No. 12 – Joy Division – Closer (1980)
Punk was all over by 1977. The Pistols had imploded and The Clash had developed their sound far beyond three chords and snarling, but in its slipstream a genre emerged that came to be called new-wave, and in 1979 three ground-breaking, visionary albums by British bands would leave a slow burning legacy that would infiltrate not just the UK, but America as well.
The first was Metal Box by Public Image Ltd, John Lydon’s big fuck-you to the punk scene, drawing heavily from dub reggae and krautrock and featuring some of the most bizarre vocals ever groaned and screeched; the second was 154 by Wire, an incredibly bleak experimental tour de force of dense guitars and conceptual lyrics; and the third was Unknown Pleasures by Joy Division, by turns ferocious and spectral, with striking minimalist artwork and a singer who did this on stage. Joy Division sounded like no other band before or since.
Closer, (their second album, pronounced cloz-er) was my introduction to Joy Division. It took me a long time to buy it, as it’s terrifying reputation went before it. It was like buying Schindler’s List on DVD; am I willing to sit down and deliberately make myself feel bad for the duration of this work? I bought it, and the artwork alone is enough to put you in a seriously sombre mood; the nine tracks on the disc however, form a granite monument of complete and utter misery.
The first track, Atrocity Exhibition, is a genuine contender for ugliest song of all time. The sound is so fractured and spiky and generally unpleasant that it is truly difficult to listen to, but some primeval force keeps you hooked. From what I can gather from the cryptic lyric moaned over the military drum beat and needling sheets of guitar, it is a song about bull fighting, although its entirely possible that Curtis is using that as a metaphor for God knows what, the repeated mantra “This is the way, step inside,” putting in place the voyeuristic element that permeates the whole album.
Curtis as a lyricist is unparalleled as one who looks into himself so deeply. No-one else has ever lived and died, quite literally, by his words as much as he did. Yet the flipside is very difficult to admire. Its obvious to all who’ve read up on him that he was a petulant, self-obsessed, narcissistic, ego-maniacal, morally-contemptuous little boy who lived his life like a play. In the Eternal, nine months after his wife gave birth to their child, he sings “Cry like a child, these tears make me older, With children my time is so wastefully spent, Burden to keep… Accept like a curse, An unlucky deal.” Imagine being his daughter, who will now be roughly my age and hearing those lyrics knowing that your dad has written them. How terrible.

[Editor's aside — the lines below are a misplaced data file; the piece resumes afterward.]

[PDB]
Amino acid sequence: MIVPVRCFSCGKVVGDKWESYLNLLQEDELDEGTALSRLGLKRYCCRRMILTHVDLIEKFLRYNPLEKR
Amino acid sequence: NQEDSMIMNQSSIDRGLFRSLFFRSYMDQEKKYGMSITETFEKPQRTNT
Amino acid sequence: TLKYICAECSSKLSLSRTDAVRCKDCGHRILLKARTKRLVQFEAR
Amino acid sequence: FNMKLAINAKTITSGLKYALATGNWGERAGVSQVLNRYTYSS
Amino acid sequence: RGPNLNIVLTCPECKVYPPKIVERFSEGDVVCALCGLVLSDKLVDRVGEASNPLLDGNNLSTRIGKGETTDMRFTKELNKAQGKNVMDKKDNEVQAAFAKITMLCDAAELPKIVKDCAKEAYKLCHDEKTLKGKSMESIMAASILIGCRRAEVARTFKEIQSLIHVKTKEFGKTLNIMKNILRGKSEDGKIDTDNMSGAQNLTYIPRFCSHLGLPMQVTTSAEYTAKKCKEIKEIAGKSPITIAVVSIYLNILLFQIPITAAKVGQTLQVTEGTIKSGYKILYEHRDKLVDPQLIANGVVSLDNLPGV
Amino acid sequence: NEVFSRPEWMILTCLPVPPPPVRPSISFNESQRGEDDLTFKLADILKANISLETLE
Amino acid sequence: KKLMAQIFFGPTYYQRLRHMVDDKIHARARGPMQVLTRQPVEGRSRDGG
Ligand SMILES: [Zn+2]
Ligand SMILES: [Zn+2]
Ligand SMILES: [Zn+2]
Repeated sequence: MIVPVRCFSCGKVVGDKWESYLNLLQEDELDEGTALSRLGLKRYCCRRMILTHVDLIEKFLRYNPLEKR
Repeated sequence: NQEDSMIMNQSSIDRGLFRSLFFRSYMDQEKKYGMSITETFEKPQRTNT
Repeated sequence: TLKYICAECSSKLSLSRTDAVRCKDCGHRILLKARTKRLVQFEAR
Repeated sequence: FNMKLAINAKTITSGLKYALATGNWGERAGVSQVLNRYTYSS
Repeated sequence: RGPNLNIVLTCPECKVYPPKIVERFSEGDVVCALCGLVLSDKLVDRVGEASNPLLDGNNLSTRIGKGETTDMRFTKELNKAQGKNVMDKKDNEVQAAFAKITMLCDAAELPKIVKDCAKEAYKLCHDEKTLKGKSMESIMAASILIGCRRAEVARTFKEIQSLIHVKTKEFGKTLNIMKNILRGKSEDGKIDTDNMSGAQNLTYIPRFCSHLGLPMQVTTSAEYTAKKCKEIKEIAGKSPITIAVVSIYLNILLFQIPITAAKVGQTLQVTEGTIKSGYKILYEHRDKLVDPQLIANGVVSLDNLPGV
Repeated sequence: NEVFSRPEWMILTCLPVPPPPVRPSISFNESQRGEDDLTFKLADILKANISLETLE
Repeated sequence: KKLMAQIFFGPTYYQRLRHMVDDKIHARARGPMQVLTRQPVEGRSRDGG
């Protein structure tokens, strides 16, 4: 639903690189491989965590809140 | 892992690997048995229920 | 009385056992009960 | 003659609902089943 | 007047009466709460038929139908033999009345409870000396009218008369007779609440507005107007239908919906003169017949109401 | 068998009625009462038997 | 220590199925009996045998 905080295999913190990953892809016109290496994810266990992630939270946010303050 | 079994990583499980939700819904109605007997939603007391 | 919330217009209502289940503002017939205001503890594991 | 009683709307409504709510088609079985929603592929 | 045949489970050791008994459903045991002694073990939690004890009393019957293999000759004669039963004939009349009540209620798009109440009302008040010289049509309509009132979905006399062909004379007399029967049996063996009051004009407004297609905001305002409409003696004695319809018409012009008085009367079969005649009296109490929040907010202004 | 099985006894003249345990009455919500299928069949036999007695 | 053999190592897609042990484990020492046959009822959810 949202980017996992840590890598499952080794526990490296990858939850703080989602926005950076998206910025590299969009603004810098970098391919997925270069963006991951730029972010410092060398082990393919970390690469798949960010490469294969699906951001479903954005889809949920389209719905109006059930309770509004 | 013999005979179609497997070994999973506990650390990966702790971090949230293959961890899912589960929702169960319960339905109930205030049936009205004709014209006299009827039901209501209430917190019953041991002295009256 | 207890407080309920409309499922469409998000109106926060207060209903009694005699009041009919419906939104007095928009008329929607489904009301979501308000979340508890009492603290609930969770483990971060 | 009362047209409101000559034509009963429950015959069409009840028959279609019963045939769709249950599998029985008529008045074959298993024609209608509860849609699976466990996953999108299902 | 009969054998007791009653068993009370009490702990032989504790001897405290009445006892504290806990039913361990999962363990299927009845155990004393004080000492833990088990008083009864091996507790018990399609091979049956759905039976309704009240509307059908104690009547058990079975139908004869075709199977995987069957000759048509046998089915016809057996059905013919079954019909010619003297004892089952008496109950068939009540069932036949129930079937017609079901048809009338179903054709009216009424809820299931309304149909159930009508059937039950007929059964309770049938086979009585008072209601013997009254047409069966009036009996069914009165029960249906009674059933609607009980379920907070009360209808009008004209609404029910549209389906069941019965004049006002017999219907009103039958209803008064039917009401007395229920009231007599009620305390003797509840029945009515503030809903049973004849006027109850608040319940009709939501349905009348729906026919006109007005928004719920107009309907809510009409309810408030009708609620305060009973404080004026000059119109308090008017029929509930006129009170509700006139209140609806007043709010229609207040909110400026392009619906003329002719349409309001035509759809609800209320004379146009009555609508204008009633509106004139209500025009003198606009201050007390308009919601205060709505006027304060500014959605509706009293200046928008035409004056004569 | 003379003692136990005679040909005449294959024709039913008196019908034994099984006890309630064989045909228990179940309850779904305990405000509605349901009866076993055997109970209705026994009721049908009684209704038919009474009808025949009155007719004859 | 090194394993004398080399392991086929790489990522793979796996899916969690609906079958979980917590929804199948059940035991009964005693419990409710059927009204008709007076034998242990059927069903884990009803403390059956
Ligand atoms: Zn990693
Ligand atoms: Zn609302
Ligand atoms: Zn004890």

Elsewhere, Isolation shows that the seeds of New Order were already in their embryonic phase, yet New Order never had a song that contained the lyric “Mother I’ve tried please believe me, I’m doing the best that I can, I’m ashamed of the things I’ve been put through, I’m ashamed of the person I am.” Heart and Soul and the skull-crushingly intense Twenty-Four Hours are absolutely petrifying pieces of music and also showcase the fact that Peter Hook was becoming a very, very good bass player. The Eternal and Decades are songs that sound like they’re being sung from a medieval crypt, under a foggy cemetery, and we can only stand at the top of the spiral staircase and listen to the pain that drifts up, not quite daring to descend. The lyrics are unbelievable. This man was twenty-two years old when this was recorded. These are biblical, statuesque images that can rival anything in The Divine Comedy or Paradise Lost, and only Leonard Cohen has written anything like them in the field of popular music. “Just for one moment I heard somebody call, look beyond the day in hand, there’s nothing there at all.” “Here are the young men, a weight on their shoulders…. We knocked on the door of Hell’s darker chambers, pushed to the limits we dragged ourselves in.”
Ian Curtis hung himself in 1980 at the age of twenty three. Twenty fucking three.
Best Tracks: Twenty Four Hours, The Eternal, Decades
Best Moment: 0:50 into The Eternal; the piano just adds to the weight of a song that is already too much to bare.
Like this? Try: Spiderland by Slint, 1991
Allen Miles is 33 years old and lives in Hull. He is married and has a 3 year-old daughter who thinks she’s Elsa from Disney’s Frozen. He is a staunch supporter of Sheffield Wednesday FC and drinks far too much wine. He spends most of his spare time watching old football videos on youtube and watching 1940s film noir. He is the author of This Is How You Disappear, which is widely recognized to be the best book ever written. It is available here. http://tinyurl.com/disappear2014